WASHINGTON (Reuters) - The United States should consider new gasoline and diesel taxes and expand domestic oil and natural gas production to recently opened offshore areas to increase the nation’s energy security, an International Energy Agency official said on Thursday.
Fatih Birol, chief economist for the agency that advises 28 industrialized countries, said the U.S. government should consider taking advantage of falling oil prices by establishing taxes on fuel that would “lock in the efficiency gains that resulted from last year’s price surge.”
“Similarly, I believe efforts to maximize the production of the United States’ domestic oil and natural gas resources ... could form a crucial part of a comprehensive strategy to enhance the nation’s energy security,” Birol told lawmakers at a hearing before the House Subcommittee on Energy and Mineral Resources.
Birol also warned that along with falling demand, the economic slump could reduce energy investment too much and lead to another global spike in fuel prices in several years as the economy recovers.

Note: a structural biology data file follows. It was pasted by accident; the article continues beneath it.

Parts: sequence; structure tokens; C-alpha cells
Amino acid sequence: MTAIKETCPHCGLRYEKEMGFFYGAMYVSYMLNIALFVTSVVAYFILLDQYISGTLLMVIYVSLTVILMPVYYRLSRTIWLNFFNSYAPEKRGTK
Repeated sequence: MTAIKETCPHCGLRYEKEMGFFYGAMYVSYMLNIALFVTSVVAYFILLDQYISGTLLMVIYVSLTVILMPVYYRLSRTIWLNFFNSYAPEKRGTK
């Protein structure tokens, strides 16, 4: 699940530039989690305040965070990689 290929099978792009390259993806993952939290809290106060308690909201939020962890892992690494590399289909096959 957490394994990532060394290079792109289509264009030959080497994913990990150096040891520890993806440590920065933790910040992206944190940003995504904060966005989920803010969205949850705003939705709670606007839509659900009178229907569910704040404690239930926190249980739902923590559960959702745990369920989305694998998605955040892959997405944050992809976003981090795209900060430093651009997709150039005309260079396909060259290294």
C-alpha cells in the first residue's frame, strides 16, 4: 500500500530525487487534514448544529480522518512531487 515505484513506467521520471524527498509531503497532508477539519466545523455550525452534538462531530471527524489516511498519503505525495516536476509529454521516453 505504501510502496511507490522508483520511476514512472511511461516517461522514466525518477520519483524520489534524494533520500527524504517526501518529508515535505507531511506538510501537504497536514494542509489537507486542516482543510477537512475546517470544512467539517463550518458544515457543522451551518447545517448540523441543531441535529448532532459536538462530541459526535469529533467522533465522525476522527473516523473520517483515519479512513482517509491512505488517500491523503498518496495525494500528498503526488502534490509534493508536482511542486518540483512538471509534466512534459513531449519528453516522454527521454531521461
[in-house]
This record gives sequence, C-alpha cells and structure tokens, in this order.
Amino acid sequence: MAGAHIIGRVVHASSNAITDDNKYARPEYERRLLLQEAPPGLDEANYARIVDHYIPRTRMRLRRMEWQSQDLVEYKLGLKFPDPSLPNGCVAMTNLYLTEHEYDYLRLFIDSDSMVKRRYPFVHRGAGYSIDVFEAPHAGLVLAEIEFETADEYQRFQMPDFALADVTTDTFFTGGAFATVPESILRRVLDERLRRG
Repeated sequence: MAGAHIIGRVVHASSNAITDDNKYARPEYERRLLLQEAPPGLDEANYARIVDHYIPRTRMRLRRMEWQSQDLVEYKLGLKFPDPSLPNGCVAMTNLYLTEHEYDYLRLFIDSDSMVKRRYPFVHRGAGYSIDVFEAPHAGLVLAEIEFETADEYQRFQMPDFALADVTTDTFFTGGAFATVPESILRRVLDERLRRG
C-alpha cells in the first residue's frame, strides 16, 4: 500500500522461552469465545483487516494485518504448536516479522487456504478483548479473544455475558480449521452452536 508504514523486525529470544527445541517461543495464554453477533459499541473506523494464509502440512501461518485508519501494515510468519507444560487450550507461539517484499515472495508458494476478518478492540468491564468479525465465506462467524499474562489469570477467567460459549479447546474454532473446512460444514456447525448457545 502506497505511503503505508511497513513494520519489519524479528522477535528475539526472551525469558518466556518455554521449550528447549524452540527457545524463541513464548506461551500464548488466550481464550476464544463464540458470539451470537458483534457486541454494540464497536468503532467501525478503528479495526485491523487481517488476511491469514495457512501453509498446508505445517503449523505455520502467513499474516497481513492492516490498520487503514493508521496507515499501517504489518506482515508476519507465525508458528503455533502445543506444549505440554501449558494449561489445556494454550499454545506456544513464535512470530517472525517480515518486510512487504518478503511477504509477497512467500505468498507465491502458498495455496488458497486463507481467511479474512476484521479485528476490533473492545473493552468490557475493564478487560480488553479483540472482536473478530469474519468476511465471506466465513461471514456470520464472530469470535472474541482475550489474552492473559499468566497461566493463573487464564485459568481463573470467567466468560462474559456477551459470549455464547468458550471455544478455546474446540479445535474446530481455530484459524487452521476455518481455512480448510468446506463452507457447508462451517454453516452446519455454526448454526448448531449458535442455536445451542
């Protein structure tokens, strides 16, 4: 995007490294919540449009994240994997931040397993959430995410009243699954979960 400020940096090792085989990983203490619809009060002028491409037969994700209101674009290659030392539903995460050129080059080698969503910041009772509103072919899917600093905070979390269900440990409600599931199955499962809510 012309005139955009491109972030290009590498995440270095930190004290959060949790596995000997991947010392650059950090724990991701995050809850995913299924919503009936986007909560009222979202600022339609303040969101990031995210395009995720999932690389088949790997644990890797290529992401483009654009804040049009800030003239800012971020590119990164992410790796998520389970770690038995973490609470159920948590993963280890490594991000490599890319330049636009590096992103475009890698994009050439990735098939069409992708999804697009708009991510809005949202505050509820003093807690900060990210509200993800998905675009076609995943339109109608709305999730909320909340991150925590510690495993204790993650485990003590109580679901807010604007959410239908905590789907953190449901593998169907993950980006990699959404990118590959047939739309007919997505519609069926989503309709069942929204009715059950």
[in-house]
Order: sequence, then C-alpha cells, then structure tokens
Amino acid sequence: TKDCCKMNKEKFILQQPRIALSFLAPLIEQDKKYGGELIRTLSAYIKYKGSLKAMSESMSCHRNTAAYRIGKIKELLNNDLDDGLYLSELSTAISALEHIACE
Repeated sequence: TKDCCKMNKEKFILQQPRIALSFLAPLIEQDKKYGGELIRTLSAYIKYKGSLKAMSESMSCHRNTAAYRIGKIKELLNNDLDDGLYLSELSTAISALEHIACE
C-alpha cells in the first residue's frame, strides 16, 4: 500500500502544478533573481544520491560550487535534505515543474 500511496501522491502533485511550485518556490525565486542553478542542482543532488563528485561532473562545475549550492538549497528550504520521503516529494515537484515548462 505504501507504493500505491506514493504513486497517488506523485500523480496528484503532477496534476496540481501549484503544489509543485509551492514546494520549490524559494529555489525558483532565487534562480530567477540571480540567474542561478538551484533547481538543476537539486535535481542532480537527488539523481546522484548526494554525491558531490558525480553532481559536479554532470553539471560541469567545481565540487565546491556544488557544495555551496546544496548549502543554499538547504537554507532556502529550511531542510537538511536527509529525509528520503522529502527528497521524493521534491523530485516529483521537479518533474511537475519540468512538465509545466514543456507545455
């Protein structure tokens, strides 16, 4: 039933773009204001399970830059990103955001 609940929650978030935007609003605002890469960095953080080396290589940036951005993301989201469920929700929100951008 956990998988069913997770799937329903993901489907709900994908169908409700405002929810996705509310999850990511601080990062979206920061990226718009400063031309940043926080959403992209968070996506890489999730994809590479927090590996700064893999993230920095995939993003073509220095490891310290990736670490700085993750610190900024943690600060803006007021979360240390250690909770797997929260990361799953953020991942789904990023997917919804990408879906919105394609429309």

Oil prices rose to record levels above $147 a barrel last summer pushing U.S. gasoline costs to more than $4 a gallon. Following this spike in energy costs, lawmakers allowed a long standing ban on drilling in most areas of the Outer Continental Shelf to expire.
Some lawmakers have called for the moratorium on offshore drilling to be reinstated or for additional restrictions to be placed on oil and natural gas production off the coasts of America.
The Energy Information Administration estimates that U.S. oil production with expanded offshore output would be 565,000 barrels per day higher at 2.7 million bpd in 2030 than under a restored moratorium.
In addition, U.S. natural gas production would be 4.1 trillion cubic feet in 2030 with a ban on most offshore drilling, compared with 4.9 tcf if the moratorium is not in place.
Acting EIA Administrator Howard Gruenspecht cautioned that although producers now have access to a significant volume of undiscovered recoverable oil and natural gas on the Outer Continental Shelf, much is still unknown about these resources.
“There is a great deal of uncertainty surrounding the resource estimates, as well as the timing and cost to explore and develop these resources,” Gruenspecht said at the hearing.
Reporting by Ayesha Rascoe; Editing by Marguerita Choy
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